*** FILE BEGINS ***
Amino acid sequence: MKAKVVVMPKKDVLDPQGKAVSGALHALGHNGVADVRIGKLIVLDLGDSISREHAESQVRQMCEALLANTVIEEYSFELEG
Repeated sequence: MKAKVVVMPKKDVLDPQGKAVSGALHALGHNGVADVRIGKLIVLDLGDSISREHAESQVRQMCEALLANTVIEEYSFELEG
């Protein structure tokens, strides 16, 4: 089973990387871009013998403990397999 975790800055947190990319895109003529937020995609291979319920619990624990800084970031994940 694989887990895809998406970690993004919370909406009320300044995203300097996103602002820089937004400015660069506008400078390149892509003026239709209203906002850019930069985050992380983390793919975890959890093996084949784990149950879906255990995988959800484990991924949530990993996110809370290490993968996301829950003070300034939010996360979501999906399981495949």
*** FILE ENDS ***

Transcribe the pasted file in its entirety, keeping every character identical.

Amino acid sequence: MKAKVVVMPKKDVLDPQGKAVSGALHALGHNGVADVRIGKLIVLDLGDSISREHAESQVRQMCEALLANTVIEEYSFELEG
Repeated sequence: MKAKVVVMPKKDVLDPQGKAVSGALHALGHNGVADVRIGKLIVLDLGDSISREHAESQVRQMCEALLANTVIEEYSFELEG
């Protein structure tokens, strides 16, 4: 089973990387871009013998403990397999 975790800055947190990319895109003529937020995609291979319920619990624990800084970031994940 694989887990895809998406970690993004919370909406009320300044995203300097996103602002820089937004400015660069506008400078390149892509003026239709209203906002850019930069985050992380983390793919975890959890093996084949784990149950879906255990995988959800484990991924949530990993996110809370290490993968996301829950003070300034939010996360979501999906399981495949």